BTS 19: Teletrac Navman on track for EWD

When it comes to information technology and powerful telecommunications, developments come thick and fast and, perhaps, trade events can’t come quickly enough

BTS 19: Teletrac Navman on track for EWD
Andrew Rossington


Teletrac Navman fronted up to the BTS keen to spruik new and existing products, mindful of the fast-changing market landscape, not least for electronic work diaries (EWD).

Teletrac Navman’s vice president – transport solutions Australia, Andrew Rossington, is a veteran of four shows and finds developments and the change in emphasis striking.

"I think it has matured quite a bit," Rossington says.

"The people that go are a bit different now too. It is a headline event for most people outside their association [gatherings]. In the general sphere, that’s the one people hang out for and go to.

"The quality of the stands has gone up. The whole show has lifted, not so much from last time to this time but certainly from two or three times ago. It’s certainly something we take a lot of notice of."

This year’s offering from the firm was a cause of satisfaction, given the attention it garnered.

"The good thing was what we brought was what people were talking about – we were happy with that," Rossington says.

"There was a big focus on EWDs for us. We’ve gone to the regulator with our application. That’s in with them for testing and we’re first cab off the rank. Obviously, there are learnings going on with that one.

"We’re pretty confident and we’re working pretty closely with those guys, so we’re pretty confident we’ll get out of there with approval in the short-term. Don’t know what the short-term is yet, there are a few things to go through with the regulator but people are really interested in that.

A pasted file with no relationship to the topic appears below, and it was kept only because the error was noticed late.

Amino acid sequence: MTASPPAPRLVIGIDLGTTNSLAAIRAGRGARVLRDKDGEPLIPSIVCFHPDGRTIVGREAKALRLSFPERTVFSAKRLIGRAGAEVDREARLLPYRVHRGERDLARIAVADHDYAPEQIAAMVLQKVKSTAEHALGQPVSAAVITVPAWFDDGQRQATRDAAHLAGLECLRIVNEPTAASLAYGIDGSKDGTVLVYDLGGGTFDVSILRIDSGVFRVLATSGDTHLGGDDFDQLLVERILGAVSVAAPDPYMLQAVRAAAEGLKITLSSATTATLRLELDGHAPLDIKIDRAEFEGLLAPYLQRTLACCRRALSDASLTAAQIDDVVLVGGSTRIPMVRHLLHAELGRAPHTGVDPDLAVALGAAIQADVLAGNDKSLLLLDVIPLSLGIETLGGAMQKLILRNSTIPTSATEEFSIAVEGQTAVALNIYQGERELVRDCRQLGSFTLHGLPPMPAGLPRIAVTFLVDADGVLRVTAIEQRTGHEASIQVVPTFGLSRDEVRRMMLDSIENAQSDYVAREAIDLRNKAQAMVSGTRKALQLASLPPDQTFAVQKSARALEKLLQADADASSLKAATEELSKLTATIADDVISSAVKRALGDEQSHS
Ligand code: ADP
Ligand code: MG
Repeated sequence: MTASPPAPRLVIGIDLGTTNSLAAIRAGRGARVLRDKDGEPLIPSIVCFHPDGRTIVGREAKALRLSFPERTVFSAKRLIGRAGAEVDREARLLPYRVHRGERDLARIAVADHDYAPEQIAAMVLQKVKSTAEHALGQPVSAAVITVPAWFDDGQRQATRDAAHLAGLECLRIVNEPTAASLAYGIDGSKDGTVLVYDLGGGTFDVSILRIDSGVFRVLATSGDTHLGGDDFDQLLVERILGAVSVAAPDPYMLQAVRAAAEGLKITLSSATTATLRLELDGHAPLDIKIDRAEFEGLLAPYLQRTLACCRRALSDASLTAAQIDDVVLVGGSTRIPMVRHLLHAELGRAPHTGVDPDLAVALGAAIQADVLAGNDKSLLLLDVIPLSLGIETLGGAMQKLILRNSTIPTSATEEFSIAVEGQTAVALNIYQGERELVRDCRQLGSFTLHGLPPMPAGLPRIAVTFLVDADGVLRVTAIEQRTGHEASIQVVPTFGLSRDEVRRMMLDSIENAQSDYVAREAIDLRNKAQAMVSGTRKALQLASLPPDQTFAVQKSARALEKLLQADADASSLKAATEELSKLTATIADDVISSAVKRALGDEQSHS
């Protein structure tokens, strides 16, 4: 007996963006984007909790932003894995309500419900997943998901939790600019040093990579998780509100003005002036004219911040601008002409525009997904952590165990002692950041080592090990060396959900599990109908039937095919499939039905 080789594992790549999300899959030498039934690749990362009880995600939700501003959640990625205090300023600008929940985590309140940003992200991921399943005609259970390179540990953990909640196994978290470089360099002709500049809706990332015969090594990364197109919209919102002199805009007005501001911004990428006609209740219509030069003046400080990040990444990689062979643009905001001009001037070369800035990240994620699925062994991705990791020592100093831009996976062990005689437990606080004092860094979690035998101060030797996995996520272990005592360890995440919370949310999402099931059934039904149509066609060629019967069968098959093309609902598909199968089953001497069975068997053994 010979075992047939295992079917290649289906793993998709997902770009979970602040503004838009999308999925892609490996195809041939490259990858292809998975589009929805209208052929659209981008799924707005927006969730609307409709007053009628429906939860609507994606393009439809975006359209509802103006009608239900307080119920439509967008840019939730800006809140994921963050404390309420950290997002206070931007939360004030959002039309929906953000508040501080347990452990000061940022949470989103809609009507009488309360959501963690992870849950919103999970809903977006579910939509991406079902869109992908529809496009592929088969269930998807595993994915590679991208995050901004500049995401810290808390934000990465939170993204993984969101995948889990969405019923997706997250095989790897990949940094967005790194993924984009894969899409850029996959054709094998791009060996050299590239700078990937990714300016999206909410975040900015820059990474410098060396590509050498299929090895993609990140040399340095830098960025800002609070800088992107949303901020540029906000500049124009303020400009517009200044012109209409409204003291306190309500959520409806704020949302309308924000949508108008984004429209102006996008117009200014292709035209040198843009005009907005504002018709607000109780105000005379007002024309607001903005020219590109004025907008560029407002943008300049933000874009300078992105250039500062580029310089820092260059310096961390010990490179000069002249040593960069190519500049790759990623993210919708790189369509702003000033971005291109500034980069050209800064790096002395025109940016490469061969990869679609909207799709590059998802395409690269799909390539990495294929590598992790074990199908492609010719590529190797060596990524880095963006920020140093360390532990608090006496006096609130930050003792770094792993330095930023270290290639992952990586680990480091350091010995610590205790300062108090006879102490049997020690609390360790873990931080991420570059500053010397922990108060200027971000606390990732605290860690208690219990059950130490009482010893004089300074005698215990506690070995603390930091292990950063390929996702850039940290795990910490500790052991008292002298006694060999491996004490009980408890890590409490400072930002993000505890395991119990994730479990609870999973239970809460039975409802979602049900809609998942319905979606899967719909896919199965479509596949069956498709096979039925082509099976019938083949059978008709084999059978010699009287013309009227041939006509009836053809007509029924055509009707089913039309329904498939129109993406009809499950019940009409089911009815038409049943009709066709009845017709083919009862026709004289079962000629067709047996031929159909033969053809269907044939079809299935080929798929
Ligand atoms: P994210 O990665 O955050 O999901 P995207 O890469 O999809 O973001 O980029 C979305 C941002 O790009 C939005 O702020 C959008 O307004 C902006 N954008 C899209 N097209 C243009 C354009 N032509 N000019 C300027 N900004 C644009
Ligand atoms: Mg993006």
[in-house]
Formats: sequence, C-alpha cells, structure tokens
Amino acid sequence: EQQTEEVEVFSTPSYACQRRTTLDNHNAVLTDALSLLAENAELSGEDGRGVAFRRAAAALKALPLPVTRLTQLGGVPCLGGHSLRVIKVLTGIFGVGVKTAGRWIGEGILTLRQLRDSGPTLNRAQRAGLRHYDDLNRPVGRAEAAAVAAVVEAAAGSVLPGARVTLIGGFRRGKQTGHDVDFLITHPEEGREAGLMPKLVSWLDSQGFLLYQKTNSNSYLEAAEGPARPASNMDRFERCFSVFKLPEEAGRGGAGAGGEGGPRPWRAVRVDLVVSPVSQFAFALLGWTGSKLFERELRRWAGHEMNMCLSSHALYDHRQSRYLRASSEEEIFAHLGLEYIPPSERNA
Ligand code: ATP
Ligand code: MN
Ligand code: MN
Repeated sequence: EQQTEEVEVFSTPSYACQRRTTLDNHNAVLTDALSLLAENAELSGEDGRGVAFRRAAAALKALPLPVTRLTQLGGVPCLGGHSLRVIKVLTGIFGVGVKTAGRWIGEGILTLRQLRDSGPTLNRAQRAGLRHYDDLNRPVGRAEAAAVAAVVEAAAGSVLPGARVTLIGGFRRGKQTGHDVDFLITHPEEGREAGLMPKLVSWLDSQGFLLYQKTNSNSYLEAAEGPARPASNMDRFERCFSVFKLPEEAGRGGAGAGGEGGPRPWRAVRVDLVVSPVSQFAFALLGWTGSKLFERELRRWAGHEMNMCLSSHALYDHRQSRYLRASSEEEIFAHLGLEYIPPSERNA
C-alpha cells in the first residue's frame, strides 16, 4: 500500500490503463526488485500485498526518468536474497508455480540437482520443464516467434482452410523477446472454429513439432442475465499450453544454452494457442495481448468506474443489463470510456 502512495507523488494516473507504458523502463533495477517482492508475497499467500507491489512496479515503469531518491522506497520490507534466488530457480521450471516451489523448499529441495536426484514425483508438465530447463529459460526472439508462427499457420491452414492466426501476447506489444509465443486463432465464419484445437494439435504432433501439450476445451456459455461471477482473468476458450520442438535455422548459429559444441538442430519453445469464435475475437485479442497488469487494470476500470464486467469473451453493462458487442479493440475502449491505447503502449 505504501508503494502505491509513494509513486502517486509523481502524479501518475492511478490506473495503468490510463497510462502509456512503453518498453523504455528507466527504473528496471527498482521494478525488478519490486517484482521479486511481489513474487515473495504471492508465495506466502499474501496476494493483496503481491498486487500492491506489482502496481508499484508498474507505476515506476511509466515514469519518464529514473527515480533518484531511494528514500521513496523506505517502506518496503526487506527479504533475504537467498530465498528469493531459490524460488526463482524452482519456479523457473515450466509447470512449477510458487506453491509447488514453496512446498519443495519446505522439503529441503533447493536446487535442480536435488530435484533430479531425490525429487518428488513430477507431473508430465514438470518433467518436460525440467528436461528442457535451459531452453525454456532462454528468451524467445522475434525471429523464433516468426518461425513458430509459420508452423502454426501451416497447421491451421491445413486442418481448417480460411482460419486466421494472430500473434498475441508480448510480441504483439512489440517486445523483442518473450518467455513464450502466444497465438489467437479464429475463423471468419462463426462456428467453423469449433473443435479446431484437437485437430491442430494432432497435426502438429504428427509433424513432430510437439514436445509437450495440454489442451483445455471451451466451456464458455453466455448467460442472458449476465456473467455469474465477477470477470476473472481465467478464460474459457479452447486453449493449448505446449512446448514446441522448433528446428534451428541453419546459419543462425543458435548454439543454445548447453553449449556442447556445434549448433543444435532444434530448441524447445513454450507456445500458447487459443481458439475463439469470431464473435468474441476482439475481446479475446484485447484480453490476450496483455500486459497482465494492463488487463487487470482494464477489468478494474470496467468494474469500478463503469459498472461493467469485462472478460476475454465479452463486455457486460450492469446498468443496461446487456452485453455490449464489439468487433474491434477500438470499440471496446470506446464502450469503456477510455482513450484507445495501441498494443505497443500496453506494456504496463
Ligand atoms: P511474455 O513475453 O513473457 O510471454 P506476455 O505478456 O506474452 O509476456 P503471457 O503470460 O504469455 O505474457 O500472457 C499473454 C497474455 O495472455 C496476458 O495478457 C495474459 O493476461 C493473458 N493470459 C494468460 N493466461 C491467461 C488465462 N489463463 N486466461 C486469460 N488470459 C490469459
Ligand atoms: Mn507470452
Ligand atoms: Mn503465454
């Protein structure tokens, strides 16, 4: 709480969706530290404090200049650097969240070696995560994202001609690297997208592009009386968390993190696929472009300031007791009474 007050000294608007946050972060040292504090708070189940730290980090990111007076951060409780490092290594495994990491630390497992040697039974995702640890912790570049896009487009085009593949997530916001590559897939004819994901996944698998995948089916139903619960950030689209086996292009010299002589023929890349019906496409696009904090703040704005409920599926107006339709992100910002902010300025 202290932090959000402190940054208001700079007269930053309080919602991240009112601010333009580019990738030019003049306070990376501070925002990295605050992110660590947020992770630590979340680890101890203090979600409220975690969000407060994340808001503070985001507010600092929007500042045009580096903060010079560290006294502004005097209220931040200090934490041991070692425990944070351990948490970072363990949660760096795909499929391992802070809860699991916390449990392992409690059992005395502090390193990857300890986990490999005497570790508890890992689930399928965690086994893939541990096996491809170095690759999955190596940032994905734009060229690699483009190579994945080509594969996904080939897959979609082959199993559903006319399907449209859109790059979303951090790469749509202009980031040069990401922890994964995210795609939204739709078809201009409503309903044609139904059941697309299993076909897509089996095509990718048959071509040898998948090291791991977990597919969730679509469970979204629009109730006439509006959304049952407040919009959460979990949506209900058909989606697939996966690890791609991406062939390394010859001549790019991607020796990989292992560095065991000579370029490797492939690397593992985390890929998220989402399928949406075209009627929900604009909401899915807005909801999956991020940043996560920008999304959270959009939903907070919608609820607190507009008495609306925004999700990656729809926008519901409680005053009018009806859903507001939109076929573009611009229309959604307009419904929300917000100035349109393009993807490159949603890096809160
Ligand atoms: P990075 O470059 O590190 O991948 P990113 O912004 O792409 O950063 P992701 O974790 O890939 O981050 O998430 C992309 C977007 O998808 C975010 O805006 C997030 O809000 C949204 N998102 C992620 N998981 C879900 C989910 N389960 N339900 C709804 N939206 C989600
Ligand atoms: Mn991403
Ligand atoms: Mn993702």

"If you asked two years ago about EWDs, people were very negative about it and the take-up rate was going to be pretty dubious … and, strangely, two years down the track, people can’t get it fast enough.

"So, all of our big customers and people are coming up to the stand with ‘when can we have it’ type questions."


Read how Teletrac Navman sought NHVR approval for its EWD, here

Rossington believes the industry at every level that is exposed to it is sick of the burden of paperwork related to hard-copy work diaries.

"I think they’re ready for it," he says.

He notes that the EWD was an extension of fatigue management concepts from the firm’s existing Sentinel product and says it has 30,000 drivers on that.

In-cab technology was another subject close to the hearts and minds of visitors to its stand, unsurprising, given the focus on Chain of Responsibility (COR) concerns.

This was particularly so of the iFace 7’’ tablet product and associated services aimed not least at allowing drivers to manage their own safety and compliance.

"We have it in what we describe as a ‘managed environment’ – it’s ‘low-touch’ for transport operators.

"That’s gaining even more traction now because people are realising if they’re trying to do everything it’s all just too hard."

The firm had about eight iFaces around the stand, with interest focused on the apps covering a range including mass management, navigation, tasks at hand and fatigue.

Also exercising the minds of prospective customers was effective integration of all the relevant data that IT can provide.

Rossington rattles of a list of them, such as "how they get work out to their vehicles; how they connect our system their freight management system or back office or accounting system; how they get all the data in the one place, how do they get a view of everything that’s happening on the one screen – that was another really big conversation.

"So, these are really different conversations to two years ago and four years ago and, certainly, six years ago.

"Six years ago, everyone was saying ‘GPS tracking: track your truck’."

Just on that, Rossington feels data and systems integration will be the talk of the next show around his stand.

As for the doing business, he sees the case as undeniable, and it wasn’t just the industry day on the Thursday that hogged attention.

"I would say, judging on the people we were speaking to on the Saturday, if we didn’t walk away with a couple of hundred serious people who wanted to talk about something, I’d be very surprised," he says. 


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